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Nurses and midwives to take centre stage in delivering healthcare

A vision that will allow nurses and midwives to transform the quality of care was set out today by the Prime Minister's Commission on the Future of Nursing and Midwifery.

Its ultimate goal is that all nursing and midwifery staff fulfil their potential to help people who use NHS services, families and communities achieve the best possible health and well being.

It also sets out that in the future nurses and midwives will take centre stage in all aspects of health care and that nursing and midwifery practice will be rooted in compassion.

The initial vision has been agreed by the Commission following an extensive engagement exercise over the summer, which sought the views of professions and the public around the country on what they see as the future role for nurses and midwives.

Separate to the vision statement the Commission has identified ten hot topics through responses to the first engagement phase and their own deliberations, which they want further debate on. Included within the hot topics for discussion are the need to address the confusion over roles and title of nurses and midwives and the role of nurses and midwives in putting service users in charge of their own care.

Health Minister and Commission Chair Ann Keen said:

"In our vision nurses and midwives are ordinary people who do extraordinary things – there is so much untapped potential waiting to be unleashed. The Prime Minister has said he wants to see nurses and midwives in control and at the heart of the team leading on quality and safety.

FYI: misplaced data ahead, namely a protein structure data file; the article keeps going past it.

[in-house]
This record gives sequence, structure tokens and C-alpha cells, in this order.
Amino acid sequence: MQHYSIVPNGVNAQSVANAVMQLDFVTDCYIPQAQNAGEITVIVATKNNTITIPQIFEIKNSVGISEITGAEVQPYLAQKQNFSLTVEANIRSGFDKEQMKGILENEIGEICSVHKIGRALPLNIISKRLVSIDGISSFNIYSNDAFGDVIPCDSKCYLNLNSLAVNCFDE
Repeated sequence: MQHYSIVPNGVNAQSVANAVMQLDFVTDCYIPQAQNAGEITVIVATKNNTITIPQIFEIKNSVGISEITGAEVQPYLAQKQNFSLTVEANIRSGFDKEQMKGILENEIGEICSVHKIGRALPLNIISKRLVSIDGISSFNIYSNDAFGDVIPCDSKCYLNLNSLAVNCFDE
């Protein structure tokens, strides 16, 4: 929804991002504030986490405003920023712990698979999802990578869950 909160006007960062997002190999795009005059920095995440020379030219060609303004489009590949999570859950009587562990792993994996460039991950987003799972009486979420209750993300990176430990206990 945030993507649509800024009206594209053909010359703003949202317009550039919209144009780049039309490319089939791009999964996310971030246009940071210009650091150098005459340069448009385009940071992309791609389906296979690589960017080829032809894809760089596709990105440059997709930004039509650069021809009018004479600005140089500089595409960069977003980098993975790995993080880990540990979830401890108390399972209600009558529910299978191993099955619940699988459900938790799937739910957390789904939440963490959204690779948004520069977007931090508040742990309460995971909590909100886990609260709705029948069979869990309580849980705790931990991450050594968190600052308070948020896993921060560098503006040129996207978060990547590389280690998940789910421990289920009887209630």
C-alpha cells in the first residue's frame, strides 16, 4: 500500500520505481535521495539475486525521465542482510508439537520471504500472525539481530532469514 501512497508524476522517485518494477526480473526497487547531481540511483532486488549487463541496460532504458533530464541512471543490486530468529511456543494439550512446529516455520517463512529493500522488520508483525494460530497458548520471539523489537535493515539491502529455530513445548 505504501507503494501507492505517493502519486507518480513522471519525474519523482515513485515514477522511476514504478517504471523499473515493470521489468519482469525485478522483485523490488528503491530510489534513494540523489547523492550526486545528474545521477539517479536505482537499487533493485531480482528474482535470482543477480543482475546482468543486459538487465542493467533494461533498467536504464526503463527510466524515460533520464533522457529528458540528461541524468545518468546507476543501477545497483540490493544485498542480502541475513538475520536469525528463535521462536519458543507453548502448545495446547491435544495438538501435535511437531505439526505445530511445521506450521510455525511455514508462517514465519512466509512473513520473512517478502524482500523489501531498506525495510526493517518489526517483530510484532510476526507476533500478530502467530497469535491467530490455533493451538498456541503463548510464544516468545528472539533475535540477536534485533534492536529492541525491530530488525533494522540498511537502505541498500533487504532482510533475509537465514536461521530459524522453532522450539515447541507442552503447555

"The majority of nurses and midwives already do a fantastic job working with people who use NHS service, families and communities to care for the sick, promote health and wellbeing, prevent illness and relieve suffering. Yet they could be even more effective. In our vision, they are ordinary people who do extraordinary things - all their untapped potential will be unleashed.

"We have had an overwhelming response to the first stage of our crucial work in shaping the future of nursing and midwifery and received over 2,500 individual and organisational responses reflecting the views of many thousands of people.

"The Commission has reflected on these responses and identified some hot topics that we want to hear more views on during the Autumn.  As a nurse, I believe these issues go to the very heart of shaping the future of our profession and I look forward to hearing detailed suggestions on how we can tackle them which will help shape the detail of our report."

The Commission is now seeking to encourage further views, discussion and debate on their initial vision and ten 'hot topics' through a second phase of engagement ahead of publication of their final report in the New Year.

The second engagement phase will last two months and will include meetings with nurses and midwives, stakeholder meetings, public events and seeking views online through the Commission's website.

A final report will be produced by the Commission in early 2010 and presented to the Prime Minister and Health Secretary, Andy Burnham.

Department of Health